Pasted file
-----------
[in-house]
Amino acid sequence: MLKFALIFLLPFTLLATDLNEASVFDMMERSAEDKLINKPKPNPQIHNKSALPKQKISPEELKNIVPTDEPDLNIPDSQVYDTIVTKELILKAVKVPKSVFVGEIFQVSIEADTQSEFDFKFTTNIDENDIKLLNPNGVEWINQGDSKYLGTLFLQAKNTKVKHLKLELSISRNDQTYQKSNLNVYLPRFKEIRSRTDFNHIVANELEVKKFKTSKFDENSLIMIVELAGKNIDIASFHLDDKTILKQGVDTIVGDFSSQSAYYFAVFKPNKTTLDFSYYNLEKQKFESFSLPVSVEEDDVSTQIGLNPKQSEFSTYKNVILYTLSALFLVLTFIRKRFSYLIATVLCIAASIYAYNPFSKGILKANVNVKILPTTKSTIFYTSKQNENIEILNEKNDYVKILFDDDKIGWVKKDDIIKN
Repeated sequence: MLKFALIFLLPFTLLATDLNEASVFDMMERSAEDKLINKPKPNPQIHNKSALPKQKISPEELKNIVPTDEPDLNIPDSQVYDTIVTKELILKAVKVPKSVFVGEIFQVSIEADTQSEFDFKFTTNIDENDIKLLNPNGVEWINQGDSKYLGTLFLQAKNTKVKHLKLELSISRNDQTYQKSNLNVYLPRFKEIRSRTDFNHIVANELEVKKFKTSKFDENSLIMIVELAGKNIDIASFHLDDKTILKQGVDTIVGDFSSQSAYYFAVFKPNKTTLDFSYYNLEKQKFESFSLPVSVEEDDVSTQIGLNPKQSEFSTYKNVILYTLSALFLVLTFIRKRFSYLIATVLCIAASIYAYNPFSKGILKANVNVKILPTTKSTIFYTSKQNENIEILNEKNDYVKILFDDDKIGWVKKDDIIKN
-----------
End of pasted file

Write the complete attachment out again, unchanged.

[in-house]
Amino acid sequence: MLKFALIFLLPFTLLATDLNEASVFDMMERSAEDKLINKPKPNPQIHNKSALPKQKISPEELKNIVPTDEPDLNIPDSQVYDTIVTKELILKAVKVPKSVFVGEIFQVSIEADTQSEFDFKFTTNIDENDIKLLNPNGVEWINQGDSKYLGTLFLQAKNTKVKHLKLELSISRNDQTYQKSNLNVYLPRFKEIRSRTDFNHIVANELEVKKFKTSKFDENSLIMIVELAGKNIDIASFHLDDKTILKQGVDTIVGDFSSQSAYYFAVFKPNKTTLDFSYYNLEKQKFESFSLPVSVEEDDVSTQIGLNPKQSEFSTYKNVILYTLSALFLVLTFIRKRFSYLIATVLCIAASIYAYNPFSKGILKANVNVKILPTTKSTIFYTSKQNENIEILNEKNDYVKILFDDDKIGWVKKDDIIKN
Repeated sequence: MLKFALIFLLPFTLLATDLNEASVFDMMERSAEDKLINKPKPNPQIHNKSALPKQKISPEELKNIVPTDEPDLNIPDSQVYDTIVTKELILKAVKVPKSVFVGEIFQVSIEADTQSEFDFKFTTNIDENDIKLLNPNGVEWINQGDSKYLGTLFLQAKNTKVKHLKLELSISRNDQTYQKSNLNVYLPRFKEIRSRTDFNHIVANELEVKKFKTSKFDENSLIMIVELAGKNIDIASFHLDDKTILKQGVDTIVGDFSSQSAYYFAVFKPNKTTLDFSYYNLEKQKFESFSLPVSVEEDDVSTQIGLNPKQSEFSTYKNVILYTLSALFLVLTFIRKRFSYLIATVLCIAASIYAYNPFSKGILKANVNVKILPTTKSTIFYTSKQNENIEILNEKNDYVKILFDDDKIGWVKKDDIIKN